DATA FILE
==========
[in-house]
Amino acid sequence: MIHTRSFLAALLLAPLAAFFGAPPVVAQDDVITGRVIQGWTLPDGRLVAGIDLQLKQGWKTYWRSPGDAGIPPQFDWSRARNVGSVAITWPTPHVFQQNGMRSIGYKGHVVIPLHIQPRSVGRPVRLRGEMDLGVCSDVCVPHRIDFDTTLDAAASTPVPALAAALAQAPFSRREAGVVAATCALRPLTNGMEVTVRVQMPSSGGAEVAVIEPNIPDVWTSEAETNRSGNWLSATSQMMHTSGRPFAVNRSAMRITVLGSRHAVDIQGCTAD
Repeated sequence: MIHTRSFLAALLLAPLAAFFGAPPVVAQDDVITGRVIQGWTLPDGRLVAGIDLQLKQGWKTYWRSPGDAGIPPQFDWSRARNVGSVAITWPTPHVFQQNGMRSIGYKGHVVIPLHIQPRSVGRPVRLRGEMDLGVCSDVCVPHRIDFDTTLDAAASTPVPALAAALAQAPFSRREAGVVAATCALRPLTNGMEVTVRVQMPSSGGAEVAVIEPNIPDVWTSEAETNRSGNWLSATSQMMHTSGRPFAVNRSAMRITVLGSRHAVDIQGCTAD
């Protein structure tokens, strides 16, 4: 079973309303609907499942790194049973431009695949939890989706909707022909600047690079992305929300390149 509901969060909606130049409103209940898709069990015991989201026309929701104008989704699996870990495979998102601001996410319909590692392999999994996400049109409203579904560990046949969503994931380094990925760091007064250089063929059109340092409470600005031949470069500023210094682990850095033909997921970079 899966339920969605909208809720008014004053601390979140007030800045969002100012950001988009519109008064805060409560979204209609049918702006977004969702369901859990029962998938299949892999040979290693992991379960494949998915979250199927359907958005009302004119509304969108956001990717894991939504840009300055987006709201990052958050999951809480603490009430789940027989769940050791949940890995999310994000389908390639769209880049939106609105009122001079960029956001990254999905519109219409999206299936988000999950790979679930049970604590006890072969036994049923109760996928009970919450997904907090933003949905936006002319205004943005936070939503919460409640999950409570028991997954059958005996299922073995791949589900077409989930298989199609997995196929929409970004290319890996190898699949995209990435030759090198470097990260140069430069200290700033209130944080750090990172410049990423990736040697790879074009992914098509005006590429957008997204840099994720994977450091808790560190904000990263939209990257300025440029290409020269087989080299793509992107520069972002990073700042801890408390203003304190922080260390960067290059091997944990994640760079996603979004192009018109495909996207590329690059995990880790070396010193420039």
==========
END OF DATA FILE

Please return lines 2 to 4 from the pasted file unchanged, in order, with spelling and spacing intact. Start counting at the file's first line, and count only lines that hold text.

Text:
Amino acid sequence: MIHTRSFLAALLLAPLAAFFGAPPVVAQDDVITGRVIQGWTLPDGRLVAGIDLQLKQGWKTYWRSPGDAGIPPQFDWSRARNVGSVAITWPTPHVFQQNGMRSIGYKGHVVIPLHIQPRSVGRPVRLRGEMDLGVCSDVCVPHRIDFDTTLDAAASTPVPALAAALAQAPFSRREAGVVAATCALRPLTNGMEVTVRVQMPSSGGAEVAVIEPNIPDVWTSEAETNRSGNWLSATSQMMHTSGRPFAVNRSAMRITVLGSRHAVDIQGCTAD
Repeated sequence: MIHTRSFLAALLLAPLAAFFGAPPVVAQDDVITGRVIQGWTLPDGRLVAGIDLQLKQGWKTYWRSPGDAGIPPQFDWSRARNVGSVAITWPTPHVFQQNGMRSIGYKGHVVIPLHIQPRSVGRPVRLRGEMDLGVCSDVCVPHRIDFDTTLDAAASTPVPALAAALAQAPFSRREAGVVAATCALRPLTNGMEVTVRVQMPSSGGAEVAVIEPNIPDVWTSEAETNRSGNWLSATSQMMHTSGRPFAVNRSAMRITVLGSRHAVDIQGCTAD
């Protein structure tokens, strides 16, 4: 079973309303609907499942790194049973431009695949939890989706909707022909600047690079992305929300390149 509901969060909606130049409103209940898709069990015991989201026309929701104008989704699996870990495979998102601001996410319909590692392999999994996400049109409203579904560990046949969503994931380094990925760091007064250089063929059109340092409470600005031949470069500023210094682990850095033909997921970079 899966339920969605909208809720008014004053601390979140007030800045969002100012950001988009519109008064805060409560979204209609049918702006977004969702369901859990029962998938299949892999040979290693992991379960494949998915979250199927359907958005009302004119509304969108956001990717894991939504840009300055987006709201990052958050999951809480603490009430789940027989769940050791949940890995999310994000389908390639769209880049939106609105009122001079960029956001990254999905519109219409999206299936988000999950790979679930049970604590006890072969036994049923109760996928009970919450997904907090933003949905936006002319205004943005936070939503919460409640999950409570028991997954059958005996299922073995791949589900077409989930298989199609997995196929929409970004290319890996190898699949995209990435030759090198470097990260140069430069200290700033209130944080750090990172410049990423990736040697790879074009992914098509005006590429957008997204840099994720994977450091808790560190904000990263939209990257300025440029290409020269087989080299793509992107520069972002990073700042801890408390203003304190922080260390960067290059091997944990994640760079996603979004192009018109495909996207590329690059995990880790070396010193420039």